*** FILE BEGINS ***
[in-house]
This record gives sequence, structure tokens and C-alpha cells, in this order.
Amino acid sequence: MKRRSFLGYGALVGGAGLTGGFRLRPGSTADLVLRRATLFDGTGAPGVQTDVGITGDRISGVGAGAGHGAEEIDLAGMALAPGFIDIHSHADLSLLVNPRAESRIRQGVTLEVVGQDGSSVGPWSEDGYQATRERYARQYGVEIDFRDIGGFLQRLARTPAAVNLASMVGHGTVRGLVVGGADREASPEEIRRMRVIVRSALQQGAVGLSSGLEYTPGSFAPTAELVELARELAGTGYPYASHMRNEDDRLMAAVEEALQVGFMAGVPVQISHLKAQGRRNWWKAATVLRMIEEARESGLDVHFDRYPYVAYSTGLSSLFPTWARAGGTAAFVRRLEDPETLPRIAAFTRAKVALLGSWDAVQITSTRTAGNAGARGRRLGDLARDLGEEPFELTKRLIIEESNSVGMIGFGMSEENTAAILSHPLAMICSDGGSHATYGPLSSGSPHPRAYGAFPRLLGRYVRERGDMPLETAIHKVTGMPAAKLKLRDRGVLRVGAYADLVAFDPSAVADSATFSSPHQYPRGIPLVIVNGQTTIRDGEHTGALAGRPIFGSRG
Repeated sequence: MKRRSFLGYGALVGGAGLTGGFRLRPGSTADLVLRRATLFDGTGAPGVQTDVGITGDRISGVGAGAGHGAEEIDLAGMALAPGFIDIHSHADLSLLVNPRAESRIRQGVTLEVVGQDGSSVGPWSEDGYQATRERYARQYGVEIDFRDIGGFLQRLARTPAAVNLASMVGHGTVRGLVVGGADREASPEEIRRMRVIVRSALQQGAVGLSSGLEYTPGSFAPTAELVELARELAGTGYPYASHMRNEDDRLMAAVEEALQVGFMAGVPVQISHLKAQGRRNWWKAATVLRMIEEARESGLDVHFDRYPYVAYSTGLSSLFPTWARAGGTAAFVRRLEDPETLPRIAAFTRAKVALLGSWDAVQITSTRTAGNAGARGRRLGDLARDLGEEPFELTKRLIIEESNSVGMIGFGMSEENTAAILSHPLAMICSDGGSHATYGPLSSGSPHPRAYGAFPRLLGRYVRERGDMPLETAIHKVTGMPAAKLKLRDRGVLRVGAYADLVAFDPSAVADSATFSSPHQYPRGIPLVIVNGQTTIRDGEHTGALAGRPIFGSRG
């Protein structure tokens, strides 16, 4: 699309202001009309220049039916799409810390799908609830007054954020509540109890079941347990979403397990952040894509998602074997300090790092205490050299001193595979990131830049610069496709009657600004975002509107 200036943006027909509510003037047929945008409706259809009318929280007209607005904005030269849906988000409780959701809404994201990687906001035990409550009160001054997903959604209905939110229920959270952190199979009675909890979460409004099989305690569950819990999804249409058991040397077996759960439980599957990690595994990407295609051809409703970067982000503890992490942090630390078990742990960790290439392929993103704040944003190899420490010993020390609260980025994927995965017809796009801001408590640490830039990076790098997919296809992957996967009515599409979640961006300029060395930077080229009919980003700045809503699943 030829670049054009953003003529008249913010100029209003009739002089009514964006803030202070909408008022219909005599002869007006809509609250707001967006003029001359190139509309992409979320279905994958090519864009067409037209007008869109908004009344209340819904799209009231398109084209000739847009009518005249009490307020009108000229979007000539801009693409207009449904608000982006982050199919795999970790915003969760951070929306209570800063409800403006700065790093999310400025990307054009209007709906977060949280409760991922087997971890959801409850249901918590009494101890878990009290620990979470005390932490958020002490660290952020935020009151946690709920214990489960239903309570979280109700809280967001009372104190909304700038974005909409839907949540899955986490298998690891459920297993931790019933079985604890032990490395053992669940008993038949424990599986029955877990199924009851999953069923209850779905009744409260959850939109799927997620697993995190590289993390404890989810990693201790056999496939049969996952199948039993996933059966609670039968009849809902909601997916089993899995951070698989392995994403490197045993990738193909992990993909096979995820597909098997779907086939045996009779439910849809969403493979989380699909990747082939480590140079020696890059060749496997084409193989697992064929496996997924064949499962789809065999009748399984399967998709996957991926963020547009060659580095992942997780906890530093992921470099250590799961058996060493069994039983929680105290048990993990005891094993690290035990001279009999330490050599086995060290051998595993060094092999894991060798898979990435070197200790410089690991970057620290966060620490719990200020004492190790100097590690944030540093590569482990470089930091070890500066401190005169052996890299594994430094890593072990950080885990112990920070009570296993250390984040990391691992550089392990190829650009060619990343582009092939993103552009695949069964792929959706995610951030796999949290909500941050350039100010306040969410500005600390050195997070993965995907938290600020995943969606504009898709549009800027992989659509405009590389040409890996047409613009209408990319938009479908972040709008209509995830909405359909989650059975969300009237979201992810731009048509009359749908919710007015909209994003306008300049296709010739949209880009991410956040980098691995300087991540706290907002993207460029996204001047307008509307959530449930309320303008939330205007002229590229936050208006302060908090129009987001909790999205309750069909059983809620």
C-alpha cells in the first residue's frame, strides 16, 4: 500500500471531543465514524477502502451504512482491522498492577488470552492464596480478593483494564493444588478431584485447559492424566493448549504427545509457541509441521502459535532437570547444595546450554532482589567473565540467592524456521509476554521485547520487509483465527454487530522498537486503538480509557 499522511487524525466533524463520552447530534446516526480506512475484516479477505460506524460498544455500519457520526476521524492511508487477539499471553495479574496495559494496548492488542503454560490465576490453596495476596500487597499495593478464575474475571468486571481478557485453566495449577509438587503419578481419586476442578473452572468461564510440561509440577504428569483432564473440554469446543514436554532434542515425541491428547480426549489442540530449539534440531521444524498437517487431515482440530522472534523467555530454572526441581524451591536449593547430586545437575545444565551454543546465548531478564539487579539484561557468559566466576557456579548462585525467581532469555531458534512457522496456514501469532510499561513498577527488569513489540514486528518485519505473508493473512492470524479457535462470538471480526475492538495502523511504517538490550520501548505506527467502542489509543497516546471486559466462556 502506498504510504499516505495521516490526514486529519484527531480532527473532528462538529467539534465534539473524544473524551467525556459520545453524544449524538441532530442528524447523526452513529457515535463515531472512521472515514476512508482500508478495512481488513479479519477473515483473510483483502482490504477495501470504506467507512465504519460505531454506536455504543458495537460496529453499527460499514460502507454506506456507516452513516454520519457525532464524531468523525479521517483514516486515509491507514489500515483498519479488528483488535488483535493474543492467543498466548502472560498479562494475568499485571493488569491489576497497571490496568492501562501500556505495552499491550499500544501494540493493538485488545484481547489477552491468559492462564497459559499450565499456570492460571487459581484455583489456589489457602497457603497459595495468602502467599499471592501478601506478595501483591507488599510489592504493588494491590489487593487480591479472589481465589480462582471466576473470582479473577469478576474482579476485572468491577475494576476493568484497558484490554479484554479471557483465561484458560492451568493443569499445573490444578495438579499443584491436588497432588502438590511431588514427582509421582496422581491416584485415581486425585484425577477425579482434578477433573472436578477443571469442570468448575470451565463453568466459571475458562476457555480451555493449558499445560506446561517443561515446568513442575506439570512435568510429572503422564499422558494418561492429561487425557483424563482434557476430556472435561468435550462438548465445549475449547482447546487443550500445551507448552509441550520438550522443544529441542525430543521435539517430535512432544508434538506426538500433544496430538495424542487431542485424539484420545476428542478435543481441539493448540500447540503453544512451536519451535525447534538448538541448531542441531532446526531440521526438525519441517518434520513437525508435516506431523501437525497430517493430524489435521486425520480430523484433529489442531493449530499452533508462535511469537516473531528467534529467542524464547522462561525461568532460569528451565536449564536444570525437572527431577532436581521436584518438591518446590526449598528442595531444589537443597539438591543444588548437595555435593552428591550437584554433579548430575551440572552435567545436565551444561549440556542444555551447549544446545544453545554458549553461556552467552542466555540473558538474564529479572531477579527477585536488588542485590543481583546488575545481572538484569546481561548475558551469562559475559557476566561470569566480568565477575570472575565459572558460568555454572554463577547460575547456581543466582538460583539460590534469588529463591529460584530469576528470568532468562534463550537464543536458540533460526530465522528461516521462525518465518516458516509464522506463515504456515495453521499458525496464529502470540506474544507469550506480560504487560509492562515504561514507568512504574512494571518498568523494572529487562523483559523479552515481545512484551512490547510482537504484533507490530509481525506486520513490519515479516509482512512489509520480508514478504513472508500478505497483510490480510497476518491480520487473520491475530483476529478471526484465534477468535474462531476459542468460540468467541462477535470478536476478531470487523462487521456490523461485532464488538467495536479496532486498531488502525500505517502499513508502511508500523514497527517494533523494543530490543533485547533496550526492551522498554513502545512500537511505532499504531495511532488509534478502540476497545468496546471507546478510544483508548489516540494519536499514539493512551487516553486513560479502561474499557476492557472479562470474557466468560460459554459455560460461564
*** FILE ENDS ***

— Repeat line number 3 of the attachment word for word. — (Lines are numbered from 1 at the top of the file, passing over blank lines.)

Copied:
Amino acid sequence: MKRRSFLGYGALVGGAGLTGGFRLRPGSTADLVLRRATLFDGTGAPGVQTDVGITGDRISGVGAGAGHGAEEIDLAGMALAPGFIDIHSHADLSLLVNPRAESRIRQGVTLEVVGQDGSSVGPWSEDGYQATRERYARQYGVEIDFRDIGGFLQRLARTPAAVNLASMVGHGTVRGLVVGGADREASPEEIRRMRVIVRSALQQGAVGLSSGLEYTPGSFAPTAELVELARELAGTGYPYASHMRNEDDRLMAAVEEALQVGFMAGVPVQISHLKAQGRRNWWKAATVLRMIEEARESGLDVHFDRYPYVAYSTGLSSLFPTWARAGGTAAFVRRLEDPETLPRIAAFTRAKVALLGSWDAVQITSTRTAGNAGARGRRLGDLARDLGEEPFELTKRLIIEESNSVGMIGFGMSEENTAAILSHPLAMICSDGGSHATYGPLSSGSPHPRAYGAFPRLLGRYVRERGDMPLETAIHKVTGMPAAKLKLRDRGVLRVGAYADLVAFDPSAVADSATFSSPHQYPRGIPLVIVNGQTTIRDGEHTGALAGRPIFGSRG